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Featured Image: Richard Gardner, Dana Point environmentalist and former South Coast Water District director (pictured here on a trip to Venice, Italy in December 2019), died on Dec. 2 at 71. Photo: Courtesy of Erica Gardner Chuc

By Breeana Greenberg

Dana Point environmentalist and former South Coast Water District director Richard Gardner died on Dec. 2. He was 71 years old. Gardner is survived by his two daughters, his son, and his six grandchildren.

“I’m still in disbelief that my cool, adventurous, honorable, intelligent, funny dad is gone,” his daughter, Erica Gardner Chuc, wrote in an email. “He could talk to anyone and strike up a conversation, thoroughly enjoying his fellow community members.”

Gardner attended UC Santa Barbara and majored in mathematics. He moved to Capistrano Beach in 1977, when we worked as a nuclear engineer at the San Onofre Nuclear Generating Station. Prior to moving to Capistrano Beach, Gardner would travel from Los Angeles to surf Dana Point’s waves.

Gardner became a member of the Capistrano Beach Water District in 1996, and continued as a director when the agency transitioned to the South Coast Water District in 1999.

He became a director as a way to be more involved in improving water quality for the community. Gardner was passionate about decreasing water pollution and water waste, at a fair cost to the people, Gardner Chuc said of her late father.

He served the Water District for 14 years. Back in 2012, the district honored Gardner for his leadership in watershed management through his involvement in the Aliso Creek and the San Juan Creek Watershed. He was also honored for his efforts in the development of water conservation programs.

Even after he retired, he attended City Council and Water District meetings. He would attend different environmental conferences, water conferences and geography conferences, “discussing the latest new science for recycling or reclaimed water,” Gardner Chuc said.

Gardner volunteered with a number of local organizations, including the Dana Point Historical Society, the Ocean Institute, the Surfrider Foundation, Trout Unlimited, OC Watersheds and the Society for Conservation Geographic Information Systems.

He also participated in creek research and invasive plant removal with Trout Unlimited, as well as beach cleanups with Surfrider.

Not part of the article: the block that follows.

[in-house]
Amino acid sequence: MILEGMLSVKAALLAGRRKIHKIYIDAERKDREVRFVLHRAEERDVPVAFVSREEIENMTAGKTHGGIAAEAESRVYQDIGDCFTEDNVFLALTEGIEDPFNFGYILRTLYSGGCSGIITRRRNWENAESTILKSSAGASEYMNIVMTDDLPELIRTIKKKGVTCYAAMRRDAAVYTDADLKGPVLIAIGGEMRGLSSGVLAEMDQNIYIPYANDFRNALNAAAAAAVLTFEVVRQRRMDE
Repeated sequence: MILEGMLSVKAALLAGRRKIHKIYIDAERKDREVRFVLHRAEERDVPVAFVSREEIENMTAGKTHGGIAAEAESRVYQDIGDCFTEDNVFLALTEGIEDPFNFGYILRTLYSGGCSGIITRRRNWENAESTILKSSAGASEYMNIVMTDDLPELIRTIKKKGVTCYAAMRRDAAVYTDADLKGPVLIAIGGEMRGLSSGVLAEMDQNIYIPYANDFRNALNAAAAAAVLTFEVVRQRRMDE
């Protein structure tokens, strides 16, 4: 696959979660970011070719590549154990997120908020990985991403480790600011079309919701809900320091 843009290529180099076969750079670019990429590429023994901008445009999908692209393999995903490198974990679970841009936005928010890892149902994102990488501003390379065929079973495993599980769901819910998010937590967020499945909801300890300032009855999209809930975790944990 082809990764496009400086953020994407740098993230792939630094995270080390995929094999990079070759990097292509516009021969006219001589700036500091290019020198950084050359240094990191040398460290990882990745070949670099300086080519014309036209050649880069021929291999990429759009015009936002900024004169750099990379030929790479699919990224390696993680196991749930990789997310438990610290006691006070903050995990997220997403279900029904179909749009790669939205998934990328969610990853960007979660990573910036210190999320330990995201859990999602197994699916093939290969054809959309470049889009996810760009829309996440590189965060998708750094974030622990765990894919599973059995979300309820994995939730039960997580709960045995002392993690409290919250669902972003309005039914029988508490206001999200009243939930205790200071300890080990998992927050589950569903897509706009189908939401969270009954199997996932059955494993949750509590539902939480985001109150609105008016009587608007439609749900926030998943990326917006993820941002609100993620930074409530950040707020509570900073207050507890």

The California Coastal Cleanup Day was especially important for the Gardner family. Gardner instilled a love and respect for nature by taking his family along for beach and creek cleanups.

“It was almost like a little special, sacred day in our family, because we were all out there cleaning up, creek cleanups, and pulling the invasive plants out of the creek and getting those out of there so that the natives could thrive,” Gardner Chuc said.

Gardner was an inspiration to his family, Gardner Chuc added.

“I hope we can continue his passion for life and research, science and community,” Gardner Chuc said.

He also cared deeply about his community.

“My dad was someone who liked helping people, and he liked to talk to people,” Gardner Chuc said. “And if you needed a hand, he’d be there. If you, or anybody in the community, or his neighbors had problems with their electrical, or plumbing, or water heaters, my dad would be over there in a heartbeat.”

Gardner Chuc remembered that her father believed in the Golden Rule of treating people the way you’d like to be treated.

“He also picked up people that were less fortunate and gave them jobs and helped them out,” she recalled. “Like a couple homeless community members who needed a shower and a plate of food and just to watch a football game with them, take them back home, wherever their home was. Those are the kinds of things that he did, and I’m proud that he was that kind of individual.”

He was passionate about educating the community on environmental issues. He gave talks at the Ocean Institute’s Watershed Conference for kids, but he also tutored his grandkids in math and taught them chess.

Gardner was also deeply involved in the Capistrano Beach Palm Project, researching the fatal disease Fusarium wilt that had infested local trees. He helped raise funds for replanting dead palms.

Gardner loved gardening and especially loved his succulents because they don’t need a lot of water.

“He loved the garden, and he joked that he was so good at plants because his last name is Gardner, so we’re the original gardener,” Gardner Chuc said.

Gardner’s family plans to plant a tree in his honor.

Breeana Greenberg is the city reporter for the Dana Point Times. She graduated from Chapman University with a bachelor of arts degree in English. Before joining Picket Fence Media, she worked as a freelance reporter with the Laguna Beach Independent. Breeana can be reached by email at

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